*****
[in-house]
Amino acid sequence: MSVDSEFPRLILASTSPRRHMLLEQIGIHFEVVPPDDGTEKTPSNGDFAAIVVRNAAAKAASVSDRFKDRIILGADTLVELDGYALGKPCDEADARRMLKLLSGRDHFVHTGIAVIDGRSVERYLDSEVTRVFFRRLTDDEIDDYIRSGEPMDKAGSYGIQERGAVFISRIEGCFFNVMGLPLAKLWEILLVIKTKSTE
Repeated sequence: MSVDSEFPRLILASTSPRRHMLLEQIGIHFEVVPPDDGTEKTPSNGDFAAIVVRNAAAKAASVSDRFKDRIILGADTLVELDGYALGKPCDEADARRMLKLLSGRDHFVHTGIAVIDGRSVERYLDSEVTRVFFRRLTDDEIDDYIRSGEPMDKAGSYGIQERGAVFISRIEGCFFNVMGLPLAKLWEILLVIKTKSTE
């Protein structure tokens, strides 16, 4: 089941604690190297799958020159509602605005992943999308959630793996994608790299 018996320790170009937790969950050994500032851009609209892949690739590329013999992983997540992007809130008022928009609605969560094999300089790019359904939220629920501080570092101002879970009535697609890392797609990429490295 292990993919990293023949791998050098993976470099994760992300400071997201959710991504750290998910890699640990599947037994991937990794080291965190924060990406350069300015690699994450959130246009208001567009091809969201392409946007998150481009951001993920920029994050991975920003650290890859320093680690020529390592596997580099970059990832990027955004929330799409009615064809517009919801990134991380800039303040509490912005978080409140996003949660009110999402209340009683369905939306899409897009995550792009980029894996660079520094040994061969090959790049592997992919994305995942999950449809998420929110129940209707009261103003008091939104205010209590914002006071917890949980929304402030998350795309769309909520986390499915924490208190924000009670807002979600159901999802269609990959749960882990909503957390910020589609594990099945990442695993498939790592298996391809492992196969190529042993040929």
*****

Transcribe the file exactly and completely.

[in-house]
Amino acid sequence: MSVDSEFPRLILASTSPRRHMLLEQIGIHFEVVPPDDGTEKTPSNGDFAAIVVRNAAAKAASVSDRFKDRIILGADTLVELDGYALGKPCDEADARRMLKLLSGRDHFVHTGIAVIDGRSVERYLDSEVTRVFFRRLTDDEIDDYIRSGEPMDKAGSYGIQERGAVFISRIEGCFFNVMGLPLAKLWEILLVIKTKSTE
Repeated sequence: MSVDSEFPRLILASTSPRRHMLLEQIGIHFEVVPPDDGTEKTPSNGDFAAIVVRNAAAKAASVSDRFKDRIILGADTLVELDGYALGKPCDEADARRMLKLLSGRDHFVHTGIAVIDGRSVERYLDSEVTRVFFRRLTDDEIDDYIRSGEPMDKAGSYGIQERGAVFISRIEGCFFNVMGLPLAKLWEILLVIKTKSTE
């Protein structure tokens, strides 16, 4: 089941604690190297799958020159509602605005992943999308959630793996994608790299 018996320790170009937790969950050994500032851009609209892949690739590329013999992983997540992007809130008022928009609605969560094999300089790019359904939220629920501080570092101002879970009535697609890392797609990429490295 292990993919990293023949791998050098993976470099994760992300400071997201959710991504750290998910890699640990599947037994991937990794080291965190924060990406350069300015690699994450959130246009208001567009091809969201392409946007998150481009951001993920920029994050991975920003650290890859320093680690020529390592596997580099970059990832990027955004929330799409009615064809517009919801990134991380800039303040509490912005978080409140996003949660009110999402209340009683369905939306899409897009995550792009980029894996660079520094040994061969090959790049592997992919994305995942999950449809998420929110129940209707009261103003008091939104205010209590914002006071917890949980929304402030998350795309769309909520986390499915924490208190924000009670807002979600159901999802269609990959749960882990909503957390910020589609594990099945990442695993498939790592298996391809492992196969190529042993040929």